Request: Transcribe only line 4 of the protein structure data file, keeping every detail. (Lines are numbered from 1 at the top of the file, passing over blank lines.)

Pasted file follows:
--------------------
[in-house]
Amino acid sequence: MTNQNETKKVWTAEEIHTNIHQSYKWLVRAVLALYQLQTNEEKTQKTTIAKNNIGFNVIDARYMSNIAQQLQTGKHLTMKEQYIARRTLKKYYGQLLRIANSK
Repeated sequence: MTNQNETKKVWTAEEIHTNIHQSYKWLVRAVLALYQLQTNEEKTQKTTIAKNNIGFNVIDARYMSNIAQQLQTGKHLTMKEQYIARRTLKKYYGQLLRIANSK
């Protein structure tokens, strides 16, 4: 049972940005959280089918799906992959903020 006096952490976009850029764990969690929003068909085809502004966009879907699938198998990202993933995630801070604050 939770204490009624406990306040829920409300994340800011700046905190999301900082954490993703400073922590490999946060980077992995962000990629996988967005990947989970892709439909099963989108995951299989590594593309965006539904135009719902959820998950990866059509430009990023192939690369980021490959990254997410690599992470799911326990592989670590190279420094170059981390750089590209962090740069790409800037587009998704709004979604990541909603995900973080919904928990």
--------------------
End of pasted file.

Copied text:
């Protein structure tokens, strides 16, 4: 049972940005959280089918799906992959903020 006096952490976009850029764990969690929003068909085809502004966009879907699938198998990202993933995630801070604050 939770204490009624406990306040829920409300994340800011700046905190999301900082954490993703400073922590490999946060980077992995962000990629996988967005990947989970892709439909099963989108995951299989590594593309965006539904135009719902959820998950990866059509430009990023192939690369980021490959990254997410690599992470799911326990592989670590190279420094170059981390750089590209962090740069790409800037587009998704709004979604990541909603995900973080919904928990």